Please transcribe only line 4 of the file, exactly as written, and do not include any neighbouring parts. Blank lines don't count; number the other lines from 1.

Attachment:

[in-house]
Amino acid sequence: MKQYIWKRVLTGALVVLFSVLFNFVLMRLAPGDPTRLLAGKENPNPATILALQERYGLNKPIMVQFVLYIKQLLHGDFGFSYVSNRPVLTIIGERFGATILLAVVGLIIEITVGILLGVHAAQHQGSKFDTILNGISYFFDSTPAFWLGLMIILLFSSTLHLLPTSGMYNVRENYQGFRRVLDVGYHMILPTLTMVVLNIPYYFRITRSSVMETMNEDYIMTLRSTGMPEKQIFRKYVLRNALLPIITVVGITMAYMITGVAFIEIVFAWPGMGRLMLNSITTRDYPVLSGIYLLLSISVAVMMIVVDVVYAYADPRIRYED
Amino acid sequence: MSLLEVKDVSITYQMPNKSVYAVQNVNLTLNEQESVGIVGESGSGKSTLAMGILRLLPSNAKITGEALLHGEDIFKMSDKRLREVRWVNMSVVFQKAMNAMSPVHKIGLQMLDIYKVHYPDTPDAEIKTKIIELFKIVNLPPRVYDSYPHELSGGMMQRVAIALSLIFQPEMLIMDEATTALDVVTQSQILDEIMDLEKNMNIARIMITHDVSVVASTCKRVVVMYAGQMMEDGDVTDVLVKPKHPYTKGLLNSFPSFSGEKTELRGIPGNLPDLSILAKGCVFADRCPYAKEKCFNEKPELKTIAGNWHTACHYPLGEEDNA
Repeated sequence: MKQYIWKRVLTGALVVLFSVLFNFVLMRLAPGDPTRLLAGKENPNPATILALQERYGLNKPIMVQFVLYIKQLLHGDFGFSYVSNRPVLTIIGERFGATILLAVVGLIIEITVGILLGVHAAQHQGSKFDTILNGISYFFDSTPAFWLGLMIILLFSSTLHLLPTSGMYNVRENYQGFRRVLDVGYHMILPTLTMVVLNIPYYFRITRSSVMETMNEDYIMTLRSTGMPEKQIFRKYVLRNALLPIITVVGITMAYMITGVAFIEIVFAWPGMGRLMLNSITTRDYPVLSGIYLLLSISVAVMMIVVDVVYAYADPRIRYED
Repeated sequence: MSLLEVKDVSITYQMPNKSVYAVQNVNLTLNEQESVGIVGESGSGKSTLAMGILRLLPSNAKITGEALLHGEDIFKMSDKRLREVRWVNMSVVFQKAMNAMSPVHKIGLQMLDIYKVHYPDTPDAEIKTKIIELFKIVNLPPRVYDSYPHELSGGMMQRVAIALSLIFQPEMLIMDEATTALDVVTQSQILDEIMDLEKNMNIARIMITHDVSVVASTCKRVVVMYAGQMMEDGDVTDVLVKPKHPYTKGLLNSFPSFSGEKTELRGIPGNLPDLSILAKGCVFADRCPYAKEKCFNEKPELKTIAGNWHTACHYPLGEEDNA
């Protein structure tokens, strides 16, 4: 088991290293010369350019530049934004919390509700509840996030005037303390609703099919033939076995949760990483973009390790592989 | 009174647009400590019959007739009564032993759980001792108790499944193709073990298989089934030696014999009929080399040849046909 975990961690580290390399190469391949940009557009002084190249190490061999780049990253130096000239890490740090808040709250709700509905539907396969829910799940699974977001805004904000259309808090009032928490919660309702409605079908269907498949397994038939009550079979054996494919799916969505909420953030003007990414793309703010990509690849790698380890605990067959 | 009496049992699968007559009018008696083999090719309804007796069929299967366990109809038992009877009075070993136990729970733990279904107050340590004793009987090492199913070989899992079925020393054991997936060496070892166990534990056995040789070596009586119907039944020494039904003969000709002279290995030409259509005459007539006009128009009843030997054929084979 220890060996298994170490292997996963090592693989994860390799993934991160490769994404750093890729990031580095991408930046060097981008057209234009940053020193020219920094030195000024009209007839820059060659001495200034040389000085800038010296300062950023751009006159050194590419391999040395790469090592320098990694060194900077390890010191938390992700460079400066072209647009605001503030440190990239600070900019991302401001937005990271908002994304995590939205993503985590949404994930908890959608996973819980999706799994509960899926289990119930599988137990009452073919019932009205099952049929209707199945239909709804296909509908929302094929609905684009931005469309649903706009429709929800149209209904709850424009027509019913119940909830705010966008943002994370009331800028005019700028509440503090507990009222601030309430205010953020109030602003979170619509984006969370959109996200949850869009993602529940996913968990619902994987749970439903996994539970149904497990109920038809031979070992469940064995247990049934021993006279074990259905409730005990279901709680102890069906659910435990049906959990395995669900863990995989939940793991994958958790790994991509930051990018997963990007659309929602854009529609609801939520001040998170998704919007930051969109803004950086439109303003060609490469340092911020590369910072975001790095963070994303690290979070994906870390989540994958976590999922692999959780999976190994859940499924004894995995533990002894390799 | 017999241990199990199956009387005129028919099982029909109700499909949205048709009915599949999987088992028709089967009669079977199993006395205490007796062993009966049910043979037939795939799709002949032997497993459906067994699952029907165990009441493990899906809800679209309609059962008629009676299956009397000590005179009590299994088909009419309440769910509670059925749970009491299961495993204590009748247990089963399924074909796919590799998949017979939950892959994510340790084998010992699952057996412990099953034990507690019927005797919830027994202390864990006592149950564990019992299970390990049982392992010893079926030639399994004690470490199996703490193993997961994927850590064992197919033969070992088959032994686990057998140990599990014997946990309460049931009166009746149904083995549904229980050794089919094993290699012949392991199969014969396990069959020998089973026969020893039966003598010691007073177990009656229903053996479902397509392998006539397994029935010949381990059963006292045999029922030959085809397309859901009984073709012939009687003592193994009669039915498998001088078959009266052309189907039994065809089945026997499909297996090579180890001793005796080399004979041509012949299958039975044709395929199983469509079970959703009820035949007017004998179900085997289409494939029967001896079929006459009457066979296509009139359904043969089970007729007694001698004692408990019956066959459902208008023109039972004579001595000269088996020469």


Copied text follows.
Repeated sequence: MKQYIWKRVLTGALVVLFSVLFNFVLMRLAPGDPTRLLAGKENPNPATILALQERYGLNKPIMVQFVLYIKQLLHGDFGFSYVSNRPVLTIIGERFGATILLAVVGLIIEITVGILLGVHAAQHQGSKFDTILNGISYFFDSTPAFWLGLMIILLFSSTLHLLPTSGMYNVRENYQGFRRVLDVGYHMILPTLTMVVLNIPYYFRITRSSVMETMNEDYIMTLRSTGMPEKQIFRKYVLRNALLPIITVVGITMAYMITGVAFIEIVFAWPGMGRLMLNSITTRDYPVLSGIYLLLSISVAVMMIVVDVVYAYADPRIRYED